Congress passed the Civil Justice Reform Act of 1990 (CJRA) because it was increasingly concerned about litigation and discovery abuse in federal civil cases, growing cost and delay in such suits, and decreasing access to federal courts. The statute requires that all ninety-four federal district courts develop civil justice expense and delay reduction plans by December 1993. Thirty-four districts issued plans by December 1991, and the Judicial Conference of the United States recently designated these districts as Early Implementation District Courts (EIDC).
Three of those EIDCs, the Eastern District of Virginia, the Northern District of West Virginia, and the Southern District of West Virginia, are located in the United States Court of Appeals for the Fourth Circuit, while the remaining six districts in the Circuit have been proceeding with the development of their civil justice plans. Because implementation of the Civil Justice Reform Act is an important attempt to reduce expense and delay in civil litigation, which could significantly affect the character of federal civil practice, effectuation of civil justice reform in the Fourth Circuit warrants close analysis. This essay undertakes that effort.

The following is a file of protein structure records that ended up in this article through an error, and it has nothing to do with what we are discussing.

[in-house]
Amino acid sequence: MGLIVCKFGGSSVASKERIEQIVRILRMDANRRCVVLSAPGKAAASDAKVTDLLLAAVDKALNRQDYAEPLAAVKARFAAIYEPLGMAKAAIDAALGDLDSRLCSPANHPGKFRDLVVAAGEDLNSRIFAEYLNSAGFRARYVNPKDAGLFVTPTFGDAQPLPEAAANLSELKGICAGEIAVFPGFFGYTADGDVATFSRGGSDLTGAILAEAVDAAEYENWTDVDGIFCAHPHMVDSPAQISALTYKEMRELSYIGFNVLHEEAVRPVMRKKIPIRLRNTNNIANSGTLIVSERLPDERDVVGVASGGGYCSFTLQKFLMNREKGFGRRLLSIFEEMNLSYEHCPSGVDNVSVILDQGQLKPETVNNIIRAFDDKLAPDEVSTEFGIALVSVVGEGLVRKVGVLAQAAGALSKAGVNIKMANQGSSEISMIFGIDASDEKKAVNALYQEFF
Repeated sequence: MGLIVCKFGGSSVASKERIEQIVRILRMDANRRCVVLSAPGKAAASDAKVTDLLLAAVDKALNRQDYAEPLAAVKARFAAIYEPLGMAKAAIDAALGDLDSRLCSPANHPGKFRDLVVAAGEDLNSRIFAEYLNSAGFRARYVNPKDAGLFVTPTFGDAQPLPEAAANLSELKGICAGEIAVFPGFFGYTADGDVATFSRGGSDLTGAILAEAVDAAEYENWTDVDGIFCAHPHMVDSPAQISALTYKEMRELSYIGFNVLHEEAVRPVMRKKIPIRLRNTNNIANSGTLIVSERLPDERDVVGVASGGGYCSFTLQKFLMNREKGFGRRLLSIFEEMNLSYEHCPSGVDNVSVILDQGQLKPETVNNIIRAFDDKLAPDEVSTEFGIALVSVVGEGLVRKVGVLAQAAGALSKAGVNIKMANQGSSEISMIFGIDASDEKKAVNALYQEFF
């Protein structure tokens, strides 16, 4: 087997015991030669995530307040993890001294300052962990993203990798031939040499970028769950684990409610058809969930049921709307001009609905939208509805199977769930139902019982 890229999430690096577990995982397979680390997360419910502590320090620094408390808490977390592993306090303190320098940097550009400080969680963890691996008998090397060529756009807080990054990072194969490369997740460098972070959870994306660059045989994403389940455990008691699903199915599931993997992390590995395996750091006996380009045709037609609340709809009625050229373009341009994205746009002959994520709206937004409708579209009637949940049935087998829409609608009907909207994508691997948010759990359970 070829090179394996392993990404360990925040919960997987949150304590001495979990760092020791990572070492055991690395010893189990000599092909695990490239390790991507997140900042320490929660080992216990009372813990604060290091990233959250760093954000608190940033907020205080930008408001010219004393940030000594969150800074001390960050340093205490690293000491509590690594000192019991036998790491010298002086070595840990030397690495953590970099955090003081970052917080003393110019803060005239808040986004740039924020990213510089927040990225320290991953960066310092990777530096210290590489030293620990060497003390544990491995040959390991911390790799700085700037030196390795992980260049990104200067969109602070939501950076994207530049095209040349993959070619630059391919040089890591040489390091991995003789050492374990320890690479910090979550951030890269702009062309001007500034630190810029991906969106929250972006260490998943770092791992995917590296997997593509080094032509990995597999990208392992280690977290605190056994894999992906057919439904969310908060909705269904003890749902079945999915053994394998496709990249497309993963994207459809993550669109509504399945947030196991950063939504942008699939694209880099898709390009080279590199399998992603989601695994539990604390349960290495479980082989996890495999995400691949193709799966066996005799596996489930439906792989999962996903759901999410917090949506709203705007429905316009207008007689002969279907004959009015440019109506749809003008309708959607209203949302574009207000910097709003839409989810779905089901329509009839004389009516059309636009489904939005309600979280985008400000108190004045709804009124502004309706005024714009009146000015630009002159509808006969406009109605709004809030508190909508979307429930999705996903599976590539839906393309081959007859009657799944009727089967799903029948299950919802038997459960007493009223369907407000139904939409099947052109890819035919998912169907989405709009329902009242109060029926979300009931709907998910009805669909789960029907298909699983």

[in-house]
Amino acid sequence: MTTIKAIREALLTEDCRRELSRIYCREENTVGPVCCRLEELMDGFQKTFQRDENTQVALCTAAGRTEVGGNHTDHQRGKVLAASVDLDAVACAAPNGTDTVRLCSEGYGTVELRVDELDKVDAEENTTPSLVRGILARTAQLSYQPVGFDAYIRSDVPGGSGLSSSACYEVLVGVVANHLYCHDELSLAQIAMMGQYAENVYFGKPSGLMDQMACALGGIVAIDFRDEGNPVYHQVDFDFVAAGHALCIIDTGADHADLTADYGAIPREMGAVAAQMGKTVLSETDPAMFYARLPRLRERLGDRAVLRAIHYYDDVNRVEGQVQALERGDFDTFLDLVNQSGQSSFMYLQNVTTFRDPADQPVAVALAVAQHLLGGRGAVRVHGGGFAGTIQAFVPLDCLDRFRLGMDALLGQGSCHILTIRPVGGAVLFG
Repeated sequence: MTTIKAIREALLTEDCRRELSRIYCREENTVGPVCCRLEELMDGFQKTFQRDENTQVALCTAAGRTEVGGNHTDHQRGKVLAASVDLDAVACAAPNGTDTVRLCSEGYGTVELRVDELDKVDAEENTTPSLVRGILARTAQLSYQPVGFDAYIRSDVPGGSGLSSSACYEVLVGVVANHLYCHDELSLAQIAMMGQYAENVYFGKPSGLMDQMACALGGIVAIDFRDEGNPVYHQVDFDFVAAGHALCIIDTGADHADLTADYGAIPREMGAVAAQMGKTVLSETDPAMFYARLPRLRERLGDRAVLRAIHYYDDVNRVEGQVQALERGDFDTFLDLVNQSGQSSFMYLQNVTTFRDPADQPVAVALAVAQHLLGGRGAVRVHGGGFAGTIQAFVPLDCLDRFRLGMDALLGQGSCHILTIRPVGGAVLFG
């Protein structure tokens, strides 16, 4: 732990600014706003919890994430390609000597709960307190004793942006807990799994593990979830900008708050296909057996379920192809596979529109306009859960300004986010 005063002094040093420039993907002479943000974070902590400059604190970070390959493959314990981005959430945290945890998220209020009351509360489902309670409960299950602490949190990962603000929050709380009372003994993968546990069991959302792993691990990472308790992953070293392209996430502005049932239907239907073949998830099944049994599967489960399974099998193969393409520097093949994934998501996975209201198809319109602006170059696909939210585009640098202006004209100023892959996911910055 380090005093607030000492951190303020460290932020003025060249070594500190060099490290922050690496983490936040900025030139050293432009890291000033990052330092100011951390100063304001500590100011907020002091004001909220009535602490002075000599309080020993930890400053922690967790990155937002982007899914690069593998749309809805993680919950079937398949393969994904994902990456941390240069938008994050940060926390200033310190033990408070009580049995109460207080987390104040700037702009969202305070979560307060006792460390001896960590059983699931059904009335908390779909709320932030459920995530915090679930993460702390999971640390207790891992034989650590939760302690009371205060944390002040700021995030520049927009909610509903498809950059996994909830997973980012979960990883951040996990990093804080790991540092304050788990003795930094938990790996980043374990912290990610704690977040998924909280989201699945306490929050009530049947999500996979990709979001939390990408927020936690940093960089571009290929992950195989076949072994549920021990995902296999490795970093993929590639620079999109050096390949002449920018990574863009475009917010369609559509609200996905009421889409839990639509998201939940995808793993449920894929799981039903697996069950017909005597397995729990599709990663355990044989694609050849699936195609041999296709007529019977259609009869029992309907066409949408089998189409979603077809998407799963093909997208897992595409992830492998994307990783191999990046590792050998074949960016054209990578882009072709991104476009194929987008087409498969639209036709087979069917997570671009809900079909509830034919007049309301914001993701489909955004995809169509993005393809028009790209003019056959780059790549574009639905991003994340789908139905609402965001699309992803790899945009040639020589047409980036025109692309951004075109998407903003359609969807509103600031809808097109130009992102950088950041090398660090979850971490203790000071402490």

The piece first examines the background of civil justice reform, focusing on the statutory requirements and on the Act's national implementation. The paper then evaluates effectuation of civil justice reform in the Fourth Circuit, emphasizing developments in the three EIDCs and describing relevant work to date in the other districts. The essay concludes with suggestions for future implementation of civil justice reform in the Fourth Circuit.
Carl Tobias, Civil Justice Reform in the Fourth Circuit, 50 Wash. & Lee L. Rev. 89 (1993)